scuttlebutt to both sides of the East-West conflict and preying upon the
mutual suspicions that emerged from the rubble of Hitler's Germany.
General Gehlen frequently exaggerated the Soviet threat in order to exacerbate tensions between the superpowers.
At one point he succeeded in
convincing General Lucius Clay, military governor of the U.S. zone of
occupation in Germany, that a major Soviet war mobilization had begun in
Eastern Europe. This prompted Clay to dash off a frantic, top-secret
telegram to Washington in March 1948, warning that war "may come with
Gehlen's disinformation strategy
was based on a simple premise: the colder the Cold War got, the more
political space for Hitler's heirs to maneuver. The Org could only
flourish under Cold War conditions; as an institution it was therefore
committed to perpetuating the Soviet-American conflict.
"The agency loved Gehlen
because he fed us what we wanted to hear. We used his stuff constantly,
and we fed it to everyone else – the Pentagon, the White House, the
newspapers. They loved it, too. But it was hyped-up Russian bogeyman junk,
and it did a lot of damage to this country," a retired CIA official
told author Christopher Simpson, who also serves on the IGW review
Members of the Gehlen Org were instrumental in helping thousands of fascist fugitives escape via "ratlines" to safe havens abroad – often with a wink and a nod from U.S. intelligence officers.
Third Reich expatriates and fascist collaborators subsequently emerged as "security advisers" in several Middle Eastern and Latin American countries, where ultra-right-wing death squads persist as their enduring legacy.
Klaus Barbie, for example,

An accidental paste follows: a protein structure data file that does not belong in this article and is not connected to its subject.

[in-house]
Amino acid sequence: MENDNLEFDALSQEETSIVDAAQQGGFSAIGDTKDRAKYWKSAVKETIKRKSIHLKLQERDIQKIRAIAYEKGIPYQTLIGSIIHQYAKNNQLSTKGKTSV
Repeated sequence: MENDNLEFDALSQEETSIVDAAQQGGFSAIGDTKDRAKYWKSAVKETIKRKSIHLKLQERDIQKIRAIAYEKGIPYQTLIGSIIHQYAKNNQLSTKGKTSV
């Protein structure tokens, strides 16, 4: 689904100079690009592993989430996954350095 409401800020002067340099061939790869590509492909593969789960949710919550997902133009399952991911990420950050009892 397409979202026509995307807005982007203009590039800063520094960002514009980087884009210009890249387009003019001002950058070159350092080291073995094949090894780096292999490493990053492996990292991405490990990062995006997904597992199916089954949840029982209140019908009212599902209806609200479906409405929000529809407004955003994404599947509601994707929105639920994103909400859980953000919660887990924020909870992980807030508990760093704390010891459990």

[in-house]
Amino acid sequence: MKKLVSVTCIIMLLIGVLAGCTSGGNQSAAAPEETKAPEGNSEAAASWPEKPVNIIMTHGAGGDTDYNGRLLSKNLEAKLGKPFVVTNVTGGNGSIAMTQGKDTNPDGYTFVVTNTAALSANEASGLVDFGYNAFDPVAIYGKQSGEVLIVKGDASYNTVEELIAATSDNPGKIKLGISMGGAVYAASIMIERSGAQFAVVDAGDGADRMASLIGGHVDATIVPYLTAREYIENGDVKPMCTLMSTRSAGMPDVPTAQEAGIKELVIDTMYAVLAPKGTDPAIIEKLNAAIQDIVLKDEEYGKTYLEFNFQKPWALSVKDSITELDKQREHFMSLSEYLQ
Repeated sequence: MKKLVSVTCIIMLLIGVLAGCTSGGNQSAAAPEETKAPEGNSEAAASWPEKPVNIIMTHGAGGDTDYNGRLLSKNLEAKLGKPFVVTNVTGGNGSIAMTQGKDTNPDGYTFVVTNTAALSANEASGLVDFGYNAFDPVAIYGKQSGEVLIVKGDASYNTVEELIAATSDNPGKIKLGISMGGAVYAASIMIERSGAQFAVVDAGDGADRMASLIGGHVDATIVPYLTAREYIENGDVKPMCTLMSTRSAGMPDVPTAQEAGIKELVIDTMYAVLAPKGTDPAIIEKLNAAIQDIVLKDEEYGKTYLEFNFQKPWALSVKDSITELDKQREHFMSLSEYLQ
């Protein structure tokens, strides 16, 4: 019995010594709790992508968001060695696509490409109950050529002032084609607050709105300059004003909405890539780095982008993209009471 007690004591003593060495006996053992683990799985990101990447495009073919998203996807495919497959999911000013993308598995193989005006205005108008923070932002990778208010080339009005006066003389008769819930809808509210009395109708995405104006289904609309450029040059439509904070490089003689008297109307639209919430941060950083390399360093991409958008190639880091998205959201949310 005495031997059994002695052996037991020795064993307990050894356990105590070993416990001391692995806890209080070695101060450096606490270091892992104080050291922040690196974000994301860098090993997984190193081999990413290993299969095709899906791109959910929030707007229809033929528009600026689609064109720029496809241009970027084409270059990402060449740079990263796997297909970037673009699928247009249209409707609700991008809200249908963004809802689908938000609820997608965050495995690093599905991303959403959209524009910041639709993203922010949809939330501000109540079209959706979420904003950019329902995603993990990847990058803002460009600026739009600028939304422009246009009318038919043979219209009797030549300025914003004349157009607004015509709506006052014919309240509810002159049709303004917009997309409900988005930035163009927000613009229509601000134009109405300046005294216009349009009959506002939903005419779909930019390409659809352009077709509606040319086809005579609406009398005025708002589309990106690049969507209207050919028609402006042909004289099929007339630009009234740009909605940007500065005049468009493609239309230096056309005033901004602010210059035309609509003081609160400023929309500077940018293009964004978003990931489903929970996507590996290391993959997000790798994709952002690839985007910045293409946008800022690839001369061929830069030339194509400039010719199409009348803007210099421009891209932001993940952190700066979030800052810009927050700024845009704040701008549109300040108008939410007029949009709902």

assisted a succession of military regimes in Bolivia, where he taught
soldiers torture techniques and helped protect the flourishing cocaine
trade in the late 1970s and early 1980s.
CIA officials eventually learned that the Nazi old boy network nesting inside the Gehlen Org had an unexpected twist to it. By bankrolling Gehlen the CIA unknowingly laid itself open to manipulation by a foreign intelligence service that was riddled with Soviet spies.
Gehlen's habit of employing
compromised ex-Nazis – and the CIA's willingness to sanction this
practice – enabled the USSR to penetrate West Germany's secret service
by blackmailing numerous agents.
Ironically, some of the men
employed by Gehlen would go on to play leading roles in European
neofascist organizations that despise the United States. One of the
consequences of the CIA's ghoulish alliance with the Org is evident today
in a resurgent fascist movement in Europe that can trace its ideological
lineage back to Hitler's Reich through Gehlen operatives who collaborated
with U.S. intelligence.
Slow to recognize that their Nazi hired guns would feign an allegiance to the Western alliance as long as they deemed it tactically advantageous, CIA officials invested far too much in Gehlen's spooky Nazi outfit.
"It was a horrendous mistake,
morally, politically, and also in very pragmatic intelligence terms,"
says American University professor Richard Breitman,
More than just a bungled spy caper, the Gehlen debacle should serve as a cautionary tale at a time when post-Cold War triumphalism and arrogant unilateralism are rampant among U.S. officials.
If nothing else, it underscores
the need for the United States to confront some of its own demons now that
unreconstructed Cold Warriors are again riding top saddle in Washington.
Martin A. Lee ([email protected]) is the author of Acid Dreams and The Beast Reawakens, a book on neofascism.